The S&P 500 Hasn’t Done This For 50 Weeks

The S&P 500 Index gained 0.7% last week, halting a two-week losing streak. But under the surface something very rare happened: it was the 50th consecutive week that the index hasn’t posted a weekly decline of at least 2%. We’ve noted many times over the past few months how historically rare 2017 has been regarding its lack of volatility, and this is yet another way to show it.

Per Ryan Detrick, Senior Market Strategist, “Bull markets tend to advance amid calm trends and turn more volatile near tops, while volatility usually takes full grip during bear markets. We expect more volatility to start soon, but tranquility has reached historic proportions, so we’d view an increase in volatility as perfectly normal; by no means are we seeing reasons to think this bull market is over.”

How meaningful is a streak of 50 consecutive weeks without a 2% drop? Well, for starters, this is only the sixth time in history it has happened. Also, the 14.8% gain over the past 50 weeks is the weakest advance over that stretch compared with the other five periods. Still, it’s what happens next that gets our attention. During all five instances, the S&P 500 was higher six months after with an average gain of 9.5%, while a year later it was also higher on every occasion with an impressive 19.8% average gain.

As discussed in our latest Weekly Economic Commentary, we believe the chances of a recession starting soon are slim. This study further supports the notion that long periods without volatility amid a bull market do not mean it’s almost over, and we don’t think a peak in this cycle is on the horizon. At the same time, it won’t be an easy ride; we expect volatility to increase over the coming months.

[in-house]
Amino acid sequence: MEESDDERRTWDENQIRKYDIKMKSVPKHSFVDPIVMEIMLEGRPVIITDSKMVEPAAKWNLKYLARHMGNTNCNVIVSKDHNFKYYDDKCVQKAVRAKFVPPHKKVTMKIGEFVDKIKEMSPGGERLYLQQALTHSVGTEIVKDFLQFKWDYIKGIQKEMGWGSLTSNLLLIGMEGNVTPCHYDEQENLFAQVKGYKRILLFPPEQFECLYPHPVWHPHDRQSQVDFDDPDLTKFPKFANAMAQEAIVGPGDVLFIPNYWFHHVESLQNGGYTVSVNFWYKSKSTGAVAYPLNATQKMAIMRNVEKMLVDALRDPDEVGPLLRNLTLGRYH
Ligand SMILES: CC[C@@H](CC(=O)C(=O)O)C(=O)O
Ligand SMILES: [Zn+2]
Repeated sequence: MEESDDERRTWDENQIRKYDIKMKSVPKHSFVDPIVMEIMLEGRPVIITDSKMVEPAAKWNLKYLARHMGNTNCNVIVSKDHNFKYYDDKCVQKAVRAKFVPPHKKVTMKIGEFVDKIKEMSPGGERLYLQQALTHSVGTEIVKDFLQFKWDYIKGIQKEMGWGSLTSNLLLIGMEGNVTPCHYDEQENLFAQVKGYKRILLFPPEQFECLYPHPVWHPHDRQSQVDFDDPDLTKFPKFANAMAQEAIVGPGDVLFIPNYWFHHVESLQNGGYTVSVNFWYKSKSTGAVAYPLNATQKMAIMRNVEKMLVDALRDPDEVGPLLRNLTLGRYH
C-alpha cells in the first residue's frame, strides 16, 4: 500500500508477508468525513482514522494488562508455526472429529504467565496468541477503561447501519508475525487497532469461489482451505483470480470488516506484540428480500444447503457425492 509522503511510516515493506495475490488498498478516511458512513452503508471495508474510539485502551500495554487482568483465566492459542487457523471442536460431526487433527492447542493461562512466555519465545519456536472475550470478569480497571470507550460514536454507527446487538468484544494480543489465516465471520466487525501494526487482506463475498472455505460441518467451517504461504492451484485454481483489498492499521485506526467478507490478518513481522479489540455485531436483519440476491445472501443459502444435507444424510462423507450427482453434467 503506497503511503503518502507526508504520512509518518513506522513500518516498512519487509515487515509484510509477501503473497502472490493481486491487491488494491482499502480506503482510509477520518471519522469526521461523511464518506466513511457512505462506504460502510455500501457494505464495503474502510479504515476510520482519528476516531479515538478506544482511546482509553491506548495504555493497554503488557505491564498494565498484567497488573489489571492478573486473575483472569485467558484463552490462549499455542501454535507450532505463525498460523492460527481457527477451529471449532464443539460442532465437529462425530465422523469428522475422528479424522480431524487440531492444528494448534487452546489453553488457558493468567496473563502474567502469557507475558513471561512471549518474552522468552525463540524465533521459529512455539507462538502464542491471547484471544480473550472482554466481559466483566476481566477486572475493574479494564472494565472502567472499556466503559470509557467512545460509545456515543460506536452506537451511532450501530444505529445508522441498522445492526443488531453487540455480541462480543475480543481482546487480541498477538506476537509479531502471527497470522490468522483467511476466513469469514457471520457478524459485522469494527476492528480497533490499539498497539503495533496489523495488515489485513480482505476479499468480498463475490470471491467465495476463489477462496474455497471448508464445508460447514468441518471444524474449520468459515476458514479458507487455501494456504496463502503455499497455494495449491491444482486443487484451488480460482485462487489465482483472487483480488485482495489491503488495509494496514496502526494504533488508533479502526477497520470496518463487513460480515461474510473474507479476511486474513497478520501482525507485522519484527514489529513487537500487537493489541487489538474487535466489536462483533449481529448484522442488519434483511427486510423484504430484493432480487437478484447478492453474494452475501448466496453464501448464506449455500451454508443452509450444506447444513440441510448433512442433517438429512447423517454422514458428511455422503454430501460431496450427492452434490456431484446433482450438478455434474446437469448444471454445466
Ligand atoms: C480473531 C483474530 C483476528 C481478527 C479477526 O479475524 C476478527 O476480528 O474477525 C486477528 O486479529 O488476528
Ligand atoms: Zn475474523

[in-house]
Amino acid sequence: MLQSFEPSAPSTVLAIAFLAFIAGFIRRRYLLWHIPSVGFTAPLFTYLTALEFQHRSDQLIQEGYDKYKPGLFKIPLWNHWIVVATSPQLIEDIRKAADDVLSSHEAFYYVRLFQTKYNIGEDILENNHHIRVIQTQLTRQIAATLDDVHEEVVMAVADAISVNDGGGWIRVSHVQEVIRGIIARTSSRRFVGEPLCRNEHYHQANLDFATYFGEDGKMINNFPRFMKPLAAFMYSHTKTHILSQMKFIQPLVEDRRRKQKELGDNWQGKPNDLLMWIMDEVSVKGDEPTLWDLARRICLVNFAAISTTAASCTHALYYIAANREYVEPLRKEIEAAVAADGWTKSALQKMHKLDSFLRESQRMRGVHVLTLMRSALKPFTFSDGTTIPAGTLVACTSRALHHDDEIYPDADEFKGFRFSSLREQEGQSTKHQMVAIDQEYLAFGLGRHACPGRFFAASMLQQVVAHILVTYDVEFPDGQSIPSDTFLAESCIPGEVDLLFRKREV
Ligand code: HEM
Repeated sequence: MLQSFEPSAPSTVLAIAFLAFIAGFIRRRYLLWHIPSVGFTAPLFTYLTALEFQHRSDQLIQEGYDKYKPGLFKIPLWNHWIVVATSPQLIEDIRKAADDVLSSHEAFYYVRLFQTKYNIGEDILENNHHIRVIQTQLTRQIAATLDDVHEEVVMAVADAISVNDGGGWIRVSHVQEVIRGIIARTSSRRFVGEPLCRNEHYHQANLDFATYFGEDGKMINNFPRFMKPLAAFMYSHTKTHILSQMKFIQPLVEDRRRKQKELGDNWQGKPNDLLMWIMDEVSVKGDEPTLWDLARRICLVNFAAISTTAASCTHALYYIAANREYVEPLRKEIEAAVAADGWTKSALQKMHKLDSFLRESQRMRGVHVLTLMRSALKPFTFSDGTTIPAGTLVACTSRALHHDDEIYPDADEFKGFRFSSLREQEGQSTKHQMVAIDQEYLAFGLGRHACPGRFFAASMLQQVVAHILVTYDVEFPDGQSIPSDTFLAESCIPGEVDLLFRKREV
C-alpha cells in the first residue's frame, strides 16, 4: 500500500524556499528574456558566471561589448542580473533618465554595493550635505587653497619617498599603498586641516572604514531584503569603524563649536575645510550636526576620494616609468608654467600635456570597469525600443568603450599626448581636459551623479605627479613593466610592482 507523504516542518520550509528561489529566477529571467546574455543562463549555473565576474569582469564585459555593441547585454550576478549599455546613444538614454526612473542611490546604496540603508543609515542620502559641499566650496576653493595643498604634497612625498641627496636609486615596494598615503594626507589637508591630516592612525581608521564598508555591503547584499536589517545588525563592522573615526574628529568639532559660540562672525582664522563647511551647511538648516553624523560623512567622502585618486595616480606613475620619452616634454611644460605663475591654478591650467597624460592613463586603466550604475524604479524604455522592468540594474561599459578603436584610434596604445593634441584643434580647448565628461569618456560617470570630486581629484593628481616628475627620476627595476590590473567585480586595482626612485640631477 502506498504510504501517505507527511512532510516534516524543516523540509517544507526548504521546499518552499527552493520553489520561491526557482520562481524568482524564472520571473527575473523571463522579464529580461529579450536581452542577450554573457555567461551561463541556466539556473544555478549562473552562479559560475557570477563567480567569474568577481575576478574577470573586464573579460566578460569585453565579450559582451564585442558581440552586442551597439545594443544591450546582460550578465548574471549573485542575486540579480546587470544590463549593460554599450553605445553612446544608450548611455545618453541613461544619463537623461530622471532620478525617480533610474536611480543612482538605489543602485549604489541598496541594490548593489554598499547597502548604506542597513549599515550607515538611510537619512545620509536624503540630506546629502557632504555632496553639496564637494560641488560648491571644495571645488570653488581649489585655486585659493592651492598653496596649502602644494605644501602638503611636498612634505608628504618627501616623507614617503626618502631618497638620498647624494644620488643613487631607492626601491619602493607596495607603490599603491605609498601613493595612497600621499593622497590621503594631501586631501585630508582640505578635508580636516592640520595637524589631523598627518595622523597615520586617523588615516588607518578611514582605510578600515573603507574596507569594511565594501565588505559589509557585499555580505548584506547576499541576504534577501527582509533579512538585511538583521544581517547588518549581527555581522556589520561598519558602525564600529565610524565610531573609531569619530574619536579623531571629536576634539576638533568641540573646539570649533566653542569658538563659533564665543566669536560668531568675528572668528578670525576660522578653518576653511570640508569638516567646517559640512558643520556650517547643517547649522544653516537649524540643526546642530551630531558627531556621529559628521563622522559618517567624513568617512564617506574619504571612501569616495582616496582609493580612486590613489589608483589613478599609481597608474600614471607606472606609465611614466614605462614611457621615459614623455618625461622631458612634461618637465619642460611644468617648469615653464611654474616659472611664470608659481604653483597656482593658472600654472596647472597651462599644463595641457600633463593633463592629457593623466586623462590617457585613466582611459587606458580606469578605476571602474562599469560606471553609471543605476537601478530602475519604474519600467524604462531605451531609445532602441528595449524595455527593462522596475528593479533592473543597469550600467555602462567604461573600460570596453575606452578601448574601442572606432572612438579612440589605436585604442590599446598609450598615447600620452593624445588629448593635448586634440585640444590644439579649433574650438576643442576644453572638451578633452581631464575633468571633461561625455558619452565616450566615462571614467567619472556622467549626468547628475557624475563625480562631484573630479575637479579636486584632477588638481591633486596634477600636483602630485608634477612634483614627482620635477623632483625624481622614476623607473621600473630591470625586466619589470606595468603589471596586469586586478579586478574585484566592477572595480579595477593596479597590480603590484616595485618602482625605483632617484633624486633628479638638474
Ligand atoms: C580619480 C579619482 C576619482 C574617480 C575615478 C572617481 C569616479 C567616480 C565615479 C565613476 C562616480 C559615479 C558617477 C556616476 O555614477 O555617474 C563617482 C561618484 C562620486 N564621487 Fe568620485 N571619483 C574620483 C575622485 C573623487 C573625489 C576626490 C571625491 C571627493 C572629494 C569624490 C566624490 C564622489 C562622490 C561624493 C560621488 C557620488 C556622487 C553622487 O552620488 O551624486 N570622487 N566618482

The opinions voiced in this material are for general information only and are not intended to provide or be construed as providing specific investment advice or recommendations for any individual security.

Past performance is no guarantee of future results.

The economic forecasts set forth in the presentation may not develop as predicted.

Investing in stock includes numerous specific risks including: the fluctuation of dividend, loss of principal and potential illiquidity of the investment in a falling market.

The S&P 500 Index is a capitalization-weighted index of 500 stocks designed to measure performance of the broad domestic economy through changes in the aggregate market value of 500 stocks representing all major industries.

This research material has been prepared by LPL Financial LLC.

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